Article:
Preparations for the attack on Rafah (February 2024 – May 2024)

During the period from February to early May 2024, Israeli preparations to invade Rafah became a dominant issue in public rhetoric made by Israeli government officials. In February 2024, the Israeli government stated on several occasions its next objective would be the capture of Rafah. On 12 February, Israel started the bombing campaign on Rafah.[437] On February 15, The Wall Street Journal and The New York Times reported that Egypt was building a refugee camp for over 100,000 people south of Rafah, surrounded by five-meter-high concrete walls.[438][439] However, the governor of North Sinai Governorate, Mohamed Abdel-Fadil Shousha, denied these rumors in a statement published by Al-Arabiya.[440] On 18 February, Israeli war cabinet member Benny Gantz warned that a ground offensive will be launched in Rafah on 10 March unless Hamas has freed all hostages by then. Gantz added Israel would act in "a co-ordinated manner, facilitating the evacuation of civilians in dialogue with our American and Egyptian partners to minimise civilian casualties".[441]

On 29 February, more than 100 Palestinians were killed and 750 were wounded during the flour massacre when Israeli forces opened fire on Palestinians waiting for food aid southwest of Gaza City, with many victims run over by trucks according to some accounts.[442] Survivors described it as an ambush, stating that Israeli forces opened fire as people approached the aid trucks, resulting in a rush away from the gunfire that added to the death toll.[443][444] On 1 March, the United States announced they would begin an operation airdropping food aid into Gaza.[445] Some experts called the US airdrops performative and claimed they would do little to alleviate the food situation in Gaza.[446] During his State of the Union Address, President Biden announced a new initiative for providing food and medications to Gaza by sea, setting up a temporary port on Gaza's coast to enable aid delivery.[447]

By 6 March, Israel had completed the construction of a new road in Gaza running across the full width of the Gaza Strip from east to west. The IDF reported that the road was an "active logistical route, constantly maintained during the war", It was intended to be used for the mobilization of troops and supplies, to connect and defend IDF positions on al-Rashid and Salah al-Din streets, and to prevent people in the southern Gaza Strip from returning to the north.[448]

Re-occupation of al-Shifa Hospital (March 2024 – April 2024)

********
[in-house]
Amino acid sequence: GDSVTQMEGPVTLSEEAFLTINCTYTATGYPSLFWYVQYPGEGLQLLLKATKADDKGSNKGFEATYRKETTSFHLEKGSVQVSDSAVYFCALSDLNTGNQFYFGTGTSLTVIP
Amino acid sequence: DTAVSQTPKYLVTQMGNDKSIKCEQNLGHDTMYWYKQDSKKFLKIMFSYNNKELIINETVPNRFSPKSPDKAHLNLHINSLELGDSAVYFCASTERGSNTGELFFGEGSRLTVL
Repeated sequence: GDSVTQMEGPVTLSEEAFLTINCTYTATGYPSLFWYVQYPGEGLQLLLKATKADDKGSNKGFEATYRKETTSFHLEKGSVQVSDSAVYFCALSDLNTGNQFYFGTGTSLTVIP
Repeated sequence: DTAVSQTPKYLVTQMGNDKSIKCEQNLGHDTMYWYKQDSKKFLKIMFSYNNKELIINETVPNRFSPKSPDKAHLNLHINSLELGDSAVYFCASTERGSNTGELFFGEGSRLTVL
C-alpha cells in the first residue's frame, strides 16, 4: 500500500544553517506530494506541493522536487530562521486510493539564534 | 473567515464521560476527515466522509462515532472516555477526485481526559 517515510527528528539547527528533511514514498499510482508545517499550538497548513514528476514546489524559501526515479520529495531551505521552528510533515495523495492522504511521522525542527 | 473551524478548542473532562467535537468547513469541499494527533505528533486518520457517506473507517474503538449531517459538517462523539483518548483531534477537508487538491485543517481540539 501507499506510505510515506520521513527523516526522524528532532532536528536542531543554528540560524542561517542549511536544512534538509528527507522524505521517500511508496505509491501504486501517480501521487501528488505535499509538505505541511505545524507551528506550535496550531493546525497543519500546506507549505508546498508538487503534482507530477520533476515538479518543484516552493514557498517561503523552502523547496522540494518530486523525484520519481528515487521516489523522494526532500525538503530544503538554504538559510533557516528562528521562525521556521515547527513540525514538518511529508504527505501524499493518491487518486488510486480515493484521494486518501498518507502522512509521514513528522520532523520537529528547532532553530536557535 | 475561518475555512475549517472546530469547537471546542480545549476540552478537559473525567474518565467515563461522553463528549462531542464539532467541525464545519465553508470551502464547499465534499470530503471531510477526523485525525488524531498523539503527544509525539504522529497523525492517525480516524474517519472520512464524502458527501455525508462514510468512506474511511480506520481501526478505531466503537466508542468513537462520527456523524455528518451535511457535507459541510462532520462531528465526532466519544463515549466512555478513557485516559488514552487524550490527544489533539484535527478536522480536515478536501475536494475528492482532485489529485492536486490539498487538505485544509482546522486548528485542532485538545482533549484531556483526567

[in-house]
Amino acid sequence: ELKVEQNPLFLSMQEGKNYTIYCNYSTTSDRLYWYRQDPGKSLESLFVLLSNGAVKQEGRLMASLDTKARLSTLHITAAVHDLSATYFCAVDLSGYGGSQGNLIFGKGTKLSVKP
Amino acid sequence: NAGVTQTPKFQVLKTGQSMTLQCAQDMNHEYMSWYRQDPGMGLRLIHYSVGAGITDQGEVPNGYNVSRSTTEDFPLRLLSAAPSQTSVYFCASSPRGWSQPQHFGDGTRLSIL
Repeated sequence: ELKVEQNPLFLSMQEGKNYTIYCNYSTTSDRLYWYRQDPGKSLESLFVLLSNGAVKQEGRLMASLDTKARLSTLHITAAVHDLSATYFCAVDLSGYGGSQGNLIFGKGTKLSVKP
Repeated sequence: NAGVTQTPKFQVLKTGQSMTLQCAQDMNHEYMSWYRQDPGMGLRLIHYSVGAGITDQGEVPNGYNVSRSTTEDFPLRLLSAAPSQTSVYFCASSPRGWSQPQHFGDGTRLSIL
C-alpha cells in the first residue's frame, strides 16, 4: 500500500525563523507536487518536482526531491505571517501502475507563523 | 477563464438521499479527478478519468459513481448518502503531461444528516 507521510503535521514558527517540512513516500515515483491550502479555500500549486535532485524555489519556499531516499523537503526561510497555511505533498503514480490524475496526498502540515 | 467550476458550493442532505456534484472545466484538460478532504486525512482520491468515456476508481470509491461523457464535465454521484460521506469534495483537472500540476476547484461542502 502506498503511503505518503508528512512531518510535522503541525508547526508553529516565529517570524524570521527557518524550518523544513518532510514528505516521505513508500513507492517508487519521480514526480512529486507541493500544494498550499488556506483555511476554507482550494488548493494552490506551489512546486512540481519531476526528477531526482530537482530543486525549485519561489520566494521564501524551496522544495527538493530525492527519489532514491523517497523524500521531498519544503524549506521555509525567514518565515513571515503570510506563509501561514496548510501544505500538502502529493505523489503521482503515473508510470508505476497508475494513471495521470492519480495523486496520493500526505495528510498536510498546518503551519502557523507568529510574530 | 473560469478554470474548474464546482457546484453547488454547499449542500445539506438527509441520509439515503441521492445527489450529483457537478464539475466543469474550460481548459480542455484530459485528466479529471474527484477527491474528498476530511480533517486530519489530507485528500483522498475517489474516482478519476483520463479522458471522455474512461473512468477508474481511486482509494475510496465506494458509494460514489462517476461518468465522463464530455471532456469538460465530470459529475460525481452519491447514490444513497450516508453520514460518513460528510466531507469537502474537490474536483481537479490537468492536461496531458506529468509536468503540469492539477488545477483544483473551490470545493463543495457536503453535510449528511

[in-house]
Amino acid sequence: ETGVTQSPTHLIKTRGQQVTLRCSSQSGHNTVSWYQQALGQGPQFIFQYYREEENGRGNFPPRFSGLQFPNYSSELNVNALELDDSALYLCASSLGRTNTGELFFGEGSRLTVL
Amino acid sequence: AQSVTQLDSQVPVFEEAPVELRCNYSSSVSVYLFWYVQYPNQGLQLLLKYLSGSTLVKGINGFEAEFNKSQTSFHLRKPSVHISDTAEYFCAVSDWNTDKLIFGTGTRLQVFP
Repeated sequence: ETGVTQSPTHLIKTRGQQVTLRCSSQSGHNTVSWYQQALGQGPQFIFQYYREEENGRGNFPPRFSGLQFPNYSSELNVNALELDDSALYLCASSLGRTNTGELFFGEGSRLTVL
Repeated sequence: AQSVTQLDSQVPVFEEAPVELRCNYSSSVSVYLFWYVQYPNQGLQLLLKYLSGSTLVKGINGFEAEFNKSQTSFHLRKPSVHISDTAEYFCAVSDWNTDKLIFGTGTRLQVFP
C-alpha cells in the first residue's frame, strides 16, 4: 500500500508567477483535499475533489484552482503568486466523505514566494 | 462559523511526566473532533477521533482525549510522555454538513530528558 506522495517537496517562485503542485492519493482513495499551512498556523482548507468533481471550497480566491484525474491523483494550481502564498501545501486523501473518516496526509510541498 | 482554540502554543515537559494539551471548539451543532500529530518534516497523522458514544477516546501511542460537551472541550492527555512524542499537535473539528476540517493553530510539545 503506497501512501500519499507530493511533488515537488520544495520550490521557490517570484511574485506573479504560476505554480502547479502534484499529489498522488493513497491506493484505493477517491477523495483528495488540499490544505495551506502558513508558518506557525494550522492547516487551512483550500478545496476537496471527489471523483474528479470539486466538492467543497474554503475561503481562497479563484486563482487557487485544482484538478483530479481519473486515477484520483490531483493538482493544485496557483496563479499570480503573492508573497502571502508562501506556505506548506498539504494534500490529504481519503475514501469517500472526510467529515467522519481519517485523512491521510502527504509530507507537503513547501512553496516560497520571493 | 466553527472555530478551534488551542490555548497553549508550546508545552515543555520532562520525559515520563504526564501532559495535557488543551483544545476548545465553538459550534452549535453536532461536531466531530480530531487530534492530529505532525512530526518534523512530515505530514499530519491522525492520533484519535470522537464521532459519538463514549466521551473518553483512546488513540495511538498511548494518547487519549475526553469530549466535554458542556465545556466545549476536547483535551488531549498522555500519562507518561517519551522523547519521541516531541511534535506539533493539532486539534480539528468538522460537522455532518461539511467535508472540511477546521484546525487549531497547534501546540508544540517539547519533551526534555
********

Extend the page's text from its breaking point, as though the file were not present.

Israeli forces raided al-Shifa hospital again between 18 March and 1 April. The IDF clashed with Hamas fighters in the area.[449] Israeli forces killed Faiq al-Mabhouh, who they said was the head of the operations directorate of Hamas' internal security service. Hamas said al-Mabhouh was in charge of civil law enforcement and had been engaged in "purely civil and humanitarian activity,"[450] coordinating aid deliveries to northern Gaza.[451][452] Multiple news agencies reported that the IDF assaulted and detained al-Jazeera correspondent Ismail al-Ghoul and more than 80 other people, including medical staff and other journalists, and confiscated and destroyed media equipment.[453][454] Al-Ghoul was released the following day, but could not verify the whereabouts of his colleagues.[455][456] The Committee to Protect Journalists said it was "deeply alarmed and outraged by reports of the assault on Al-Jazeera reporter Ismail Al-Ghoul from Al-Shifa hospital and other journalists while doing their jobs reporting on the Israeli offensive on the hospital".[456]

According to the IDF a number of senior Hamas leaders were killed during the fighting at the hospital, including Mahmoud Khalil Zakzuk, the deputy commander of Hamas’s rocket unit in Gaza City and Raad Thabet, the head of recruitment and supply acquisition.[457] Survivors of the events at al-Shifa who spoke to Mondoweiss said that workers in Gaza's civil government were receiving their governmental salaries at the hospital before it was raided. Doctors, members of the civil government and those who refused to evacuate were executed.[458] The IDF said it killed 200 people inside and around al-Shifa hospital. Time Magazine said it provided "no evidence that all were militants."[459] Photos of the hospital after the withdrawal of the Israeli forces showed its "walls blown out and frame blackened" by fire.[460] Hundreds of bodies were found on the hospital grounds, and Palestinian witnesses reported massacres in and around the site.[461]

A deputy military commander of Hamas Marwan Issa was reportedly killed in an airstrike in mid-March.[462]

On 23 March, at least 19 Palestinians were killed by the IDF while waiting for humanitarian aid at the Kuwait roundabout in Gaza City.[463]

On 25 March, the UN Security Council passed a resolution calling for an immediate ceasefire in Gaza, which would last for the remainder of the month of Ramadan. The US delegate abstained, and all other delegates voted in favor of the resolution.[464] Israeli military activities in the Gaza Strip remained unchanged following the adoption of the resolution.